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Exploration 30.1: Circuit Analysis
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This Exploration begins with four identical lightbulbs connected to a battery (voltage is given in volts and current is given in amperes). Often, you will be asked to find the current through, the voltage across, the resistance, and/or the power consumed by a given bulb (or group of bulbs). To solve these types of problems you will use Ohm's law, V = IR, and an equation for power, P = VI = I2R = V2/R, where V is the voltage, I is the current, R is the resistance, and P is the power. You will also need to use two rules that are based on conservation laws:
- current in = current out. Since charge is not created or destroyed (conservation of charge), charge flowing into some point must flow back out unless there is a circuit element that can store charge (a capacitor).
- ΔV through a complete loop = 0. The electric force is a conservative force (which is why we can define an electrostatic potential: V). This means that if you start at one point in a circuit and add up all the potential increases and subtract all the decreases in potential as you trace out a loop, then when you get back to the place you started, the potential must be the same.
Let's use these rules for the initial circuit. The brightness of the bulbs is an indication of the current through the bulbs (brightness actually goes as I2). Restart.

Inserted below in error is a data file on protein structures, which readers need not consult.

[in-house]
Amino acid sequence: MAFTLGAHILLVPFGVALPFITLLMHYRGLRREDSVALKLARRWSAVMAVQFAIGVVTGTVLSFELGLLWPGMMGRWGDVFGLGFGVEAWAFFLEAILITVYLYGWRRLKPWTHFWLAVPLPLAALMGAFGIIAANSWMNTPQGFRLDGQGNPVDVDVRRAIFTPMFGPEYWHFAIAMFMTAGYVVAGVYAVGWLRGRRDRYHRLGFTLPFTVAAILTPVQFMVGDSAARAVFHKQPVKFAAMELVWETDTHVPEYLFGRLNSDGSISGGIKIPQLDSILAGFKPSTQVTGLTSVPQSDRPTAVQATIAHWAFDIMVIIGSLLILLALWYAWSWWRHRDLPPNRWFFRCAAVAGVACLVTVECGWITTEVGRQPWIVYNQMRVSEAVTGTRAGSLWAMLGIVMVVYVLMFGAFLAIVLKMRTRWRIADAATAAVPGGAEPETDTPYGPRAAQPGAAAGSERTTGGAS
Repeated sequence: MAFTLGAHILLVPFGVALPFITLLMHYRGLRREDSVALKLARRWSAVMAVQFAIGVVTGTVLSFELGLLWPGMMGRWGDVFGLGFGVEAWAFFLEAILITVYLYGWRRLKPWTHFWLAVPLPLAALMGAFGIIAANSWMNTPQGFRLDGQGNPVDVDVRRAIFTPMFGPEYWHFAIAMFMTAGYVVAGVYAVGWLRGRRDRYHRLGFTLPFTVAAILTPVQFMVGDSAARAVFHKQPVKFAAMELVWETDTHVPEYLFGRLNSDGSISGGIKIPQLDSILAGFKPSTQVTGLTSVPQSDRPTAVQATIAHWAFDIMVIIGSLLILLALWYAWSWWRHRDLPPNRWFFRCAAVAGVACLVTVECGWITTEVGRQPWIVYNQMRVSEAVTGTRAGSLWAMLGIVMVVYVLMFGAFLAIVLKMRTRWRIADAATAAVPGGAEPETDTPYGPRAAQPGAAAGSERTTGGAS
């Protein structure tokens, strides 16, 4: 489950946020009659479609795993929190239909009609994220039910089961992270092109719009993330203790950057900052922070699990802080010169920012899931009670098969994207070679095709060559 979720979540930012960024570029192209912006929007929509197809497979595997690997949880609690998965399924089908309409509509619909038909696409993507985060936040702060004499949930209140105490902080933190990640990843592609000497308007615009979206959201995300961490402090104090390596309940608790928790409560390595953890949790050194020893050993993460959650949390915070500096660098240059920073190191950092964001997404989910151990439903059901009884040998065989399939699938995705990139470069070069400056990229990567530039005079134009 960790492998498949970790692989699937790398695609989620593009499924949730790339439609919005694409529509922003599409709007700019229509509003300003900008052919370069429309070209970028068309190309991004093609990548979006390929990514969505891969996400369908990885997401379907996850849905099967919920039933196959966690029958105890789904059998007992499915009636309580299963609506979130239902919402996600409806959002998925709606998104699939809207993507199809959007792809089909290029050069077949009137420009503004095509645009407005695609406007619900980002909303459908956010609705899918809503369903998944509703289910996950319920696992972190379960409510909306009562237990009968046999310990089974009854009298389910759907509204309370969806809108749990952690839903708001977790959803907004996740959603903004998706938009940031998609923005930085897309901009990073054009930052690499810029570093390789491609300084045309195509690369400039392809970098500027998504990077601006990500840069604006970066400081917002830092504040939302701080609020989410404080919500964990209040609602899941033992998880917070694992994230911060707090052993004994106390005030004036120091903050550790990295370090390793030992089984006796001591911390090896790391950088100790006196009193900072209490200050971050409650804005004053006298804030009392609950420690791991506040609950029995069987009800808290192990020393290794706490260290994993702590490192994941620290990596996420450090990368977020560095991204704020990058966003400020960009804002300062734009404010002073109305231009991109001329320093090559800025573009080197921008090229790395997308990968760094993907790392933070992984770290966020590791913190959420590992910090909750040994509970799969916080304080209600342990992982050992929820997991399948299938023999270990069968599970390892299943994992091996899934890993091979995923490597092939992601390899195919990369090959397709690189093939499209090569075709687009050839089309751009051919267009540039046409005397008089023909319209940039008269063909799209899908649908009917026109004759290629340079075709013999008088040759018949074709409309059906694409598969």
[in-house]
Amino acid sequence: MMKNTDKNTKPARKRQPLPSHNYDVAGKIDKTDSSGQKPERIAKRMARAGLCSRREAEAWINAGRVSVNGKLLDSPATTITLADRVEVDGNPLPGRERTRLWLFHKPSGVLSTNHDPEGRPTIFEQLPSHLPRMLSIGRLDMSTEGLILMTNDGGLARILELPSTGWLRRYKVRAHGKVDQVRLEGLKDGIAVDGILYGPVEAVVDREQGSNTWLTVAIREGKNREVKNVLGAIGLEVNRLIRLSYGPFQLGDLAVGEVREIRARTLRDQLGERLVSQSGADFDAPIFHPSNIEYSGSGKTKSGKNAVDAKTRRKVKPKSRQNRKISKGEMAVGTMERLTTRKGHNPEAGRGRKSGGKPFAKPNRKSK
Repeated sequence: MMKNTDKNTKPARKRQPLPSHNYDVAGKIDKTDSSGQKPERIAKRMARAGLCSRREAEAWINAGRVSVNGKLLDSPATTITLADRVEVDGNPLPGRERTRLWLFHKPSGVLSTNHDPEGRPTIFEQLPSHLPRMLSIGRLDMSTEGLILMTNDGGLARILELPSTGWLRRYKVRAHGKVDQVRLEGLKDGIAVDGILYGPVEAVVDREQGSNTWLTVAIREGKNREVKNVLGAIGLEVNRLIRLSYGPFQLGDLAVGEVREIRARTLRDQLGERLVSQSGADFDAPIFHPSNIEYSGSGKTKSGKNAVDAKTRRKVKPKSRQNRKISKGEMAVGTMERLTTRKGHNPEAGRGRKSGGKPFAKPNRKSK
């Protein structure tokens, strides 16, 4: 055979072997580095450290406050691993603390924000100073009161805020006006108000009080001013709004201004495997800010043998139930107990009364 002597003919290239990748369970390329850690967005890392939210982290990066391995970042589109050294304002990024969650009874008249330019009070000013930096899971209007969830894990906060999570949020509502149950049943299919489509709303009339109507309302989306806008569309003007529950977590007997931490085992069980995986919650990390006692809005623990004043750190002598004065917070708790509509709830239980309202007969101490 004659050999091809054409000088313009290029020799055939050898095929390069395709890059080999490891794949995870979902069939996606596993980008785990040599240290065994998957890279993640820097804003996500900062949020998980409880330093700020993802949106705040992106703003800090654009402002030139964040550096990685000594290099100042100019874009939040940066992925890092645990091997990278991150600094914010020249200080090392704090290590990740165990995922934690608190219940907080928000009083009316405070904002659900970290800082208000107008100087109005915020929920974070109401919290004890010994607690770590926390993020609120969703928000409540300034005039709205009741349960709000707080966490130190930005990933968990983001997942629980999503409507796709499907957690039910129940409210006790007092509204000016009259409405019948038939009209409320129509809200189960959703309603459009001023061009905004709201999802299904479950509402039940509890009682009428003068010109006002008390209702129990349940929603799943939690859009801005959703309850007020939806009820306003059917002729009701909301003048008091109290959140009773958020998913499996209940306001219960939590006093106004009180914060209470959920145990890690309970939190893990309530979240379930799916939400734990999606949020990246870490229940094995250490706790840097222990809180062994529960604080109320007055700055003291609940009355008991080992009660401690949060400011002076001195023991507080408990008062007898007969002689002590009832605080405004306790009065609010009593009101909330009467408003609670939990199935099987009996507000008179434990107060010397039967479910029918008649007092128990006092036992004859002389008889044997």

- Rank the bulbs in order of brightness (and therefore in order of current through them), from highest to lowest.
- Show the currents (in the data table) through the bulbs to check your answer. The arrows indicate the direction of the current through the circuit.
- Find the current through bulb D by determining how much current must be coming into the node (the dot where the wires come together) above bulb D. The current is coming from bulbs A and B.
- Check your answer by verifying that the current coming into the node below bulb D (from bulb C and bulb D) is equal to the current going out of the node and into the battery.
Now consider the voltage across various elements. Show the voltages (in the data table) across the bulbs.
- Why is the voltage across bulb C the same as the voltage across the battery (think about tracing a path around the outside "loop" of the circuit)?
- Why is the voltage across bulb A equal to the voltage across bulb B?
- Find the voltage across D by picking a complete loop to trace around (battery → bulb A → bulb D → battery) OR (battery → bulb B → bulb D → battery) OR (bulb C → bulb D → bulb A) OR (bulb C → bulb D → bulb B) and finding the value of the voltage for bulb D that makes the change in potential equal to zero.
- Using V = IR, what is the resistance of bulb D? (Check that it is the same as bulbs A, B , and C).
- What is the power dissipated by bulb D?
Exploration authored by Anne J. Cox.